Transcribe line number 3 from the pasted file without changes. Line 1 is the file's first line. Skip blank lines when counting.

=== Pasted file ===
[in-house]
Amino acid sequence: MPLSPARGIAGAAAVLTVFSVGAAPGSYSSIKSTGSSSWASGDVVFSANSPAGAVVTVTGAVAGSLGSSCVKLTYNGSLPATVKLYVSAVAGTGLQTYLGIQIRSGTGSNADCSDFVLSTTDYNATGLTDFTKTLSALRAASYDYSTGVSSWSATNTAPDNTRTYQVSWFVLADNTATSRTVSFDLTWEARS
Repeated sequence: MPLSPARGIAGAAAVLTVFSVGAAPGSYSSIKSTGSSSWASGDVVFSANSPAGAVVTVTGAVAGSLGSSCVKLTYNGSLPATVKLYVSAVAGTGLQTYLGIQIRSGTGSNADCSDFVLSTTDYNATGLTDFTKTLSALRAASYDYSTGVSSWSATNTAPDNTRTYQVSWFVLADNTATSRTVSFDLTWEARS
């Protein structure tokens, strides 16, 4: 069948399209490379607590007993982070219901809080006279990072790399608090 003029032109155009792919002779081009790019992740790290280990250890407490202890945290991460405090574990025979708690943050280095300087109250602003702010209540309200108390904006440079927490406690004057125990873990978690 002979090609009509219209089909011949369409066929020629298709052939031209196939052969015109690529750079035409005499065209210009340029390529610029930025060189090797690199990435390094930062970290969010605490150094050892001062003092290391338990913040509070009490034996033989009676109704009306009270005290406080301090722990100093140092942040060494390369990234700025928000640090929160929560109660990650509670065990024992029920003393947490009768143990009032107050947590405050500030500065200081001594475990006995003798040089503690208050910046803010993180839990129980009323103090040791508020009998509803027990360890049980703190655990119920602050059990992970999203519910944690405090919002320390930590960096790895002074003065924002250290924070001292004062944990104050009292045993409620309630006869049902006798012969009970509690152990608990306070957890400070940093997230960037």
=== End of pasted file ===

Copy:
Repeated sequence: MPLSPARGIAGAAAVLTVFSVGAAPGSYSSIKSTGSSSWASGDVVFSANSPAGAVVTVTGAVAGSLGSSCVKLTYNGSLPATVKLYVSAVAGTGLQTYLGIQIRSGTGSNADCSDFVLSTTDYNATGLTDFTKTLSALRAASYDYSTGVSSWSATNTAPDNTRTYQVSWFVLADNTATSRTVSFDLTWEARS